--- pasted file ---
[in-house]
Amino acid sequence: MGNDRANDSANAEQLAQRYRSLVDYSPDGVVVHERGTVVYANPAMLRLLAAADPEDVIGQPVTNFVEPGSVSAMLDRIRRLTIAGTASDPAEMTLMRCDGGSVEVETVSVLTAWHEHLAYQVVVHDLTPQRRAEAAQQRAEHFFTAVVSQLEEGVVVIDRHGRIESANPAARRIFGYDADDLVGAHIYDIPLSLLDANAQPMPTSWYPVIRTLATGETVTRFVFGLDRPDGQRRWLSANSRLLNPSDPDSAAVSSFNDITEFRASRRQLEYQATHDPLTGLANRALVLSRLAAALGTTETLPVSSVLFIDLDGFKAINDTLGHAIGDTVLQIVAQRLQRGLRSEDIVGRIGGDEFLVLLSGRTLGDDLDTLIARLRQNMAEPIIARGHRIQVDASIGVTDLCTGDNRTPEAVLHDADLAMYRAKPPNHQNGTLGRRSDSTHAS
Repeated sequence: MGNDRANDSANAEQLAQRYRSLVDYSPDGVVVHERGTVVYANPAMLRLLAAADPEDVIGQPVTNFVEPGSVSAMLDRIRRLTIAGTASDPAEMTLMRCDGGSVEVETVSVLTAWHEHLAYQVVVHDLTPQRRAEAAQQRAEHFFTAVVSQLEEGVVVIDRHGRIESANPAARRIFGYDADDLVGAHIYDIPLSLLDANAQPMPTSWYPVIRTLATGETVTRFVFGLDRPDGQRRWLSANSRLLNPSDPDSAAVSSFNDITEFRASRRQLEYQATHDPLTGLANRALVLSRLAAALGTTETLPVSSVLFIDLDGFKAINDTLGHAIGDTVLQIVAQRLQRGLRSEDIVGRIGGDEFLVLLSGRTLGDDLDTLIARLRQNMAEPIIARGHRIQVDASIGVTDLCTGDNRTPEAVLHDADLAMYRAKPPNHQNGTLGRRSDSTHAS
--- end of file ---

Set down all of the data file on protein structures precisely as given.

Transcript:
[in-house]
Amino acid sequence: MGNDRANDSANAEQLAQRYRSLVDYSPDGVVVHERGTVVYANPAMLRLLAAADPEDVIGQPVTNFVEPGSVSAMLDRIRRLTIAGTASDPAEMTLMRCDGGSVEVETVSVLTAWHEHLAYQVVVHDLTPQRRAEAAQQRAEHFFTAVVSQLEEGVVVIDRHGRIESANPAARRIFGYDADDLVGAHIYDIPLSLLDANAQPMPTSWYPVIRTLATGETVTRFVFGLDRPDGQRRWLSANSRLLNPSDPDSAAVSSFNDITEFRASRRQLEYQATHDPLTGLANRALVLSRLAAALGTTETLPVSSVLFIDLDGFKAINDTLGHAIGDTVLQIVAQRLQRGLRSEDIVGRIGGDEFLVLLSGRTLGDDLDTLIARLRQNMAEPIIARGHRIQVDASIGVTDLCTGDNRTPEAVLHDADLAMYRAKPPNHQNGTLGRRSDSTHAS
Repeated sequence: MGNDRANDSANAEQLAQRYRSLVDYSPDGVVVHERGTVVYANPAMLRLLAAADPEDVIGQPVTNFVEPGSVSAMLDRIRRLTIAGTASDPAEMTLMRCDGGSVEVETVSVLTAWHEHLAYQVVVHDLTPQRRAEAAQQRAEHFFTAVVSQLEEGVVVIDRHGRIESANPAARRIFGYDADDLVGAHIYDIPLSLLDANAQPMPTSWYPVIRTLATGETVTRFVFGLDRPDGQRRWLSANSRLLNPSDPDSAAVSSFNDITEFRASRRQLEYQATHDPLTGLANRALVLSRLAAALGTTETLPVSSVLFIDLDGFKAINDTLGHAIGDTVLQIVAQRLQRGLRSEDIVGRIGGDEFLVLLSGRTLGDDLDTLIARLRQNMAEPIIARGHRIQVDASIGVTDLCTGDNRTPEAVLHDADLAMYRAKPPNHQNGTLGRRSDSTHAS